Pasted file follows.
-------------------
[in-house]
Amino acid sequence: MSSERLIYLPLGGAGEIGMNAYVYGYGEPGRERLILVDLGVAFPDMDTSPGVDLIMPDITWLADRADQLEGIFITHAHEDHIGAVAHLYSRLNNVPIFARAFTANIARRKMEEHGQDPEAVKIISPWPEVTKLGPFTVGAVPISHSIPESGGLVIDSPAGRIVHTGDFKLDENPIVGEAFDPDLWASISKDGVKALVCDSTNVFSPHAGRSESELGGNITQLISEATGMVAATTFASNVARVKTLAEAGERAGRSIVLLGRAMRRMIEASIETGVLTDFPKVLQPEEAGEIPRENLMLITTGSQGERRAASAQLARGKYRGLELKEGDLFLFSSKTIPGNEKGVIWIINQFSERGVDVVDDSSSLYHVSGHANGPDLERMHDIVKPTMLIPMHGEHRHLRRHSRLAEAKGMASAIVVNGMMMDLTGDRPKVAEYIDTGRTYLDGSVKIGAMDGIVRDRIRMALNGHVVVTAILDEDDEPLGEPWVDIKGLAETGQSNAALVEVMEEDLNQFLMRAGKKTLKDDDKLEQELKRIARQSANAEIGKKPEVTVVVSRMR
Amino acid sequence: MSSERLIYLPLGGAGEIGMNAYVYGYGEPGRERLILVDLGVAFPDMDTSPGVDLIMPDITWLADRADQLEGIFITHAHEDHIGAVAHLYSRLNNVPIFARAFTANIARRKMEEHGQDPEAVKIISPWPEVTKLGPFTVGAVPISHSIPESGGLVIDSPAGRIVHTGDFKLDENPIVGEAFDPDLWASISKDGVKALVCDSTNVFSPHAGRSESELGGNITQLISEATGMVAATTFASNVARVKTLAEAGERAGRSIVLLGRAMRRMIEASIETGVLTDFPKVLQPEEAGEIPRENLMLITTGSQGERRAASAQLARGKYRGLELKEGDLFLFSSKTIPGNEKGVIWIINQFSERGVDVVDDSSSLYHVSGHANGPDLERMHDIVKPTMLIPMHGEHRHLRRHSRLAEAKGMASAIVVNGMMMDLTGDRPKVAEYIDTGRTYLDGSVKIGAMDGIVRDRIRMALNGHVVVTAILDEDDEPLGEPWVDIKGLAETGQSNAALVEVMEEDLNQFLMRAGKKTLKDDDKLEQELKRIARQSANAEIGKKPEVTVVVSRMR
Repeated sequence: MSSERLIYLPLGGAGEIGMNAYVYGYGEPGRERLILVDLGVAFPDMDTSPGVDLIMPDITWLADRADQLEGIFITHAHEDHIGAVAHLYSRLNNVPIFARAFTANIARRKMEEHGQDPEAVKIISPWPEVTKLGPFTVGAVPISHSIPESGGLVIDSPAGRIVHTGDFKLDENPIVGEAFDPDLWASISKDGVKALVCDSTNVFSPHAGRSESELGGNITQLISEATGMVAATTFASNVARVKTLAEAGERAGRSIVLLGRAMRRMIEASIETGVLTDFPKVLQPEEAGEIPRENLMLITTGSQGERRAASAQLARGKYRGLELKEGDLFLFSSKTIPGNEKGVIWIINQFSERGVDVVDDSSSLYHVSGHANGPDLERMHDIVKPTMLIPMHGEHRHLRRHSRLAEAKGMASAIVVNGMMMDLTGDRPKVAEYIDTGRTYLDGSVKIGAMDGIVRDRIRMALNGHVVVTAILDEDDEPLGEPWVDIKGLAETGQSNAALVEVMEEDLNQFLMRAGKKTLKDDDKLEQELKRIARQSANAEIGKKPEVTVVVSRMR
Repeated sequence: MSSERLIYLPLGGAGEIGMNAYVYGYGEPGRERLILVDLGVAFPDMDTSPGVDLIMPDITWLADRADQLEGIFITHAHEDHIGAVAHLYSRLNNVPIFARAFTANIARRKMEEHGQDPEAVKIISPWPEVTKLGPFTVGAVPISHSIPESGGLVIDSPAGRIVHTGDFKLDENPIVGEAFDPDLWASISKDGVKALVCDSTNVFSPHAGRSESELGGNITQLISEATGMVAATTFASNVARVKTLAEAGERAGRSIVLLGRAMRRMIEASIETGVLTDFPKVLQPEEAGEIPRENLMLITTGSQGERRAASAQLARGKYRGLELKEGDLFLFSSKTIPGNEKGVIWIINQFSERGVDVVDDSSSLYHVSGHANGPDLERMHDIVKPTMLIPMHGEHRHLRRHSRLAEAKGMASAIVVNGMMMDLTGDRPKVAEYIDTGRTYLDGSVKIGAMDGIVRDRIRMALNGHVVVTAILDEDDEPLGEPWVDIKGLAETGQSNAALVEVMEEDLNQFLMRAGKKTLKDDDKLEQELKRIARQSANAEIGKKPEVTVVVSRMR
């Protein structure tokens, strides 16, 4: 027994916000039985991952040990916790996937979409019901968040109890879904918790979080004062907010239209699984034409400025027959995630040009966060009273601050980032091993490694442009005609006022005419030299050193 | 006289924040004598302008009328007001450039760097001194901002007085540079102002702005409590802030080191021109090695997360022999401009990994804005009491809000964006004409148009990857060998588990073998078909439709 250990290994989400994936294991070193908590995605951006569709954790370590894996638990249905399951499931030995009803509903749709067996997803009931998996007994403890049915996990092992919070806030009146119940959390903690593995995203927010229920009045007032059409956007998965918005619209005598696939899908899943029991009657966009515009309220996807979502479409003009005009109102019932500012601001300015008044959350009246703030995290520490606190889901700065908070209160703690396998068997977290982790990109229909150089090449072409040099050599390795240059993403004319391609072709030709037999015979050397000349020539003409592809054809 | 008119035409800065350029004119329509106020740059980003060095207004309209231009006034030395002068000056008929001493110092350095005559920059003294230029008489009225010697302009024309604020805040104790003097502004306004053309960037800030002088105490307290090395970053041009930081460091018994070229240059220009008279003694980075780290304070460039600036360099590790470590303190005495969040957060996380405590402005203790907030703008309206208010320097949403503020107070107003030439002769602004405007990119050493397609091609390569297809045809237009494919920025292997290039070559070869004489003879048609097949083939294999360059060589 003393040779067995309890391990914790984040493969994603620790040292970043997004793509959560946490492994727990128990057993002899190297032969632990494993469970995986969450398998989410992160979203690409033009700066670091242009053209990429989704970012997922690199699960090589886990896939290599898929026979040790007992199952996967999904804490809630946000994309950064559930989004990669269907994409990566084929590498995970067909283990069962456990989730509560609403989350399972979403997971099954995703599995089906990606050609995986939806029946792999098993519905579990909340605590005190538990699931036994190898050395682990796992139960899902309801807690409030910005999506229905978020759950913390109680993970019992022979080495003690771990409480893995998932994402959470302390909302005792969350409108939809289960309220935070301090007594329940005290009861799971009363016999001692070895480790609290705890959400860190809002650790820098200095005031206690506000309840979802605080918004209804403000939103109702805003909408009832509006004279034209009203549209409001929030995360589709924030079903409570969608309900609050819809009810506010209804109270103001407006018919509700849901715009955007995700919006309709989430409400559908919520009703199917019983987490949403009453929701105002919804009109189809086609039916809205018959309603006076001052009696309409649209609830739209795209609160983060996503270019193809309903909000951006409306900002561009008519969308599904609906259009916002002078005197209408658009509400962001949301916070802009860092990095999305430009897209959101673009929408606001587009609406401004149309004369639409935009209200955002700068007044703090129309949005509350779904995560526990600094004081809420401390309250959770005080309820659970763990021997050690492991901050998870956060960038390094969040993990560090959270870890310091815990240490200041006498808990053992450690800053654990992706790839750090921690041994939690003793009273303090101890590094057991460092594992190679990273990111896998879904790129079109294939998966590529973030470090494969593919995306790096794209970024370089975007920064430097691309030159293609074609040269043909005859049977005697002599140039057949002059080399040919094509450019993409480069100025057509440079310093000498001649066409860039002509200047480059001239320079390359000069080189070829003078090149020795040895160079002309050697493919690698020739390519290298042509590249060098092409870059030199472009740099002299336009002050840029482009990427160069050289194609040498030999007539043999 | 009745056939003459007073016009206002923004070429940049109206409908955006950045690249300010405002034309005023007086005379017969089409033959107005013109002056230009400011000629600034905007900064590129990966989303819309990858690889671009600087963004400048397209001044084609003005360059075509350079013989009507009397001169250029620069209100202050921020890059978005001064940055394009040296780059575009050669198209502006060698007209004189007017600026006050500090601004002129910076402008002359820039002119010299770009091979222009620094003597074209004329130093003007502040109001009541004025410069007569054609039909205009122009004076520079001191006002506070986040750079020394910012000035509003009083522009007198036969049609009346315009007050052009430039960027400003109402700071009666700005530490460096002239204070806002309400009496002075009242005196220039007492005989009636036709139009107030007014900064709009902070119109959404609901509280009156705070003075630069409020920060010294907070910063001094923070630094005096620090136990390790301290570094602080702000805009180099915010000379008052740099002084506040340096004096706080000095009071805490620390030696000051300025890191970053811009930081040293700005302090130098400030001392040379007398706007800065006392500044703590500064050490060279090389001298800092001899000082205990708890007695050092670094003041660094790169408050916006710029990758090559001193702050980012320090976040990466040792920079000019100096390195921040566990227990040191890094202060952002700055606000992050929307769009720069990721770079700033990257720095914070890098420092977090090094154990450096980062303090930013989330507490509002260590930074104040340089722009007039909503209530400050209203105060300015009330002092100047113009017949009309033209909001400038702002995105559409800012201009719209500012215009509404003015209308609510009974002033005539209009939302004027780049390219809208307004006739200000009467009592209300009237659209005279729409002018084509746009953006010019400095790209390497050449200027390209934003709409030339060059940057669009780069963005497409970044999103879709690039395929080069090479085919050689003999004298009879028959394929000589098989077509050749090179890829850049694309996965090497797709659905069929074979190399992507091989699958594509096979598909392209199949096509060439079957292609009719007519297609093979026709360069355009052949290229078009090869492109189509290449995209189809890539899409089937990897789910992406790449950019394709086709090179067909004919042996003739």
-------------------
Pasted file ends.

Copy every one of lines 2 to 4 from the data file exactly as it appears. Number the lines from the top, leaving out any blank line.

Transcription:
Amino acid sequence: MSSERLIYLPLGGAGEIGMNAYVYGYGEPGRERLILVDLGVAFPDMDTSPGVDLIMPDITWLADRADQLEGIFITHAHEDHIGAVAHLYSRLNNVPIFARAFTANIARRKMEEHGQDPEAVKIISPWPEVTKLGPFTVGAVPISHSIPESGGLVIDSPAGRIVHTGDFKLDENPIVGEAFDPDLWASISKDGVKALVCDSTNVFSPHAGRSESELGGNITQLISEATGMVAATTFASNVARVKTLAEAGERAGRSIVLLGRAMRRMIEASIETGVLTDFPKVLQPEEAGEIPRENLMLITTGSQGERRAASAQLARGKYRGLELKEGDLFLFSSKTIPGNEKGVIWIINQFSERGVDVVDDSSSLYHVSGHANGPDLERMHDIVKPTMLIPMHGEHRHLRRHSRLAEAKGMASAIVVNGMMMDLTGDRPKVAEYIDTGRTYLDGSVKIGAMDGIVRDRIRMALNGHVVVTAILDEDDEPLGEPWVDIKGLAETGQSNAALVEVMEEDLNQFLMRAGKKTLKDDDKLEQELKRIARQSANAEIGKKPEVTVVVSRMR
Amino acid sequence: MSSERLIYLPLGGAGEIGMNAYVYGYGEPGRERLILVDLGVAFPDMDTSPGVDLIMPDITWLADRADQLEGIFITHAHEDHIGAVAHLYSRLNNVPIFARAFTANIARRKMEEHGQDPEAVKIISPWPEVTKLGPFTVGAVPISHSIPESGGLVIDSPAGRIVHTGDFKLDENPIVGEAFDPDLWASISKDGVKALVCDSTNVFSPHAGRSESELGGNITQLISEATGMVAATTFASNVARVKTLAEAGERAGRSIVLLGRAMRRMIEASIETGVLTDFPKVLQPEEAGEIPRENLMLITTGSQGERRAASAQLARGKYRGLELKEGDLFLFSSKTIPGNEKGVIWIINQFSERGVDVVDDSSSLYHVSGHANGPDLERMHDIVKPTMLIPMHGEHRHLRRHSRLAEAKGMASAIVVNGMMMDLTGDRPKVAEYIDTGRTYLDGSVKIGAMDGIVRDRIRMALNGHVVVTAILDEDDEPLGEPWVDIKGLAETGQSNAALVEVMEEDLNQFLMRAGKKTLKDDDKLEQELKRIARQSANAEIGKKPEVTVVVSRMR
Repeated sequence: MSSERLIYLPLGGAGEIGMNAYVYGYGEPGRERLILVDLGVAFPDMDTSPGVDLIMPDITWLADRADQLEGIFITHAHEDHIGAVAHLYSRLNNVPIFARAFTANIARRKMEEHGQDPEAVKIISPWPEVTKLGPFTVGAVPISHSIPESGGLVIDSPAGRIVHTGDFKLDENPIVGEAFDPDLWASISKDGVKALVCDSTNVFSPHAGRSESELGGNITQLISEATGMVAATTFASNVARVKTLAEAGERAGRSIVLLGRAMRRMIEASIETGVLTDFPKVLQPEEAGEIPRENLMLITTGSQGERRAASAQLARGKYRGLELKEGDLFLFSSKTIPGNEKGVIWIINQFSERGVDVVDDSSSLYHVSGHANGPDLERMHDIVKPTMLIPMHGEHRHLRRHSRLAEAKGMASAIVVNGMMMDLTGDRPKVAEYIDTGRTYLDGSVKIGAMDGIVRDRIRMALNGHVVVTAILDEDDEPLGEPWVDIKGLAETGQSNAALVEVMEEDLNQFLMRAGKKTLKDDDKLEQELKRIARQSANAEIGKKPEVTVVVSRMR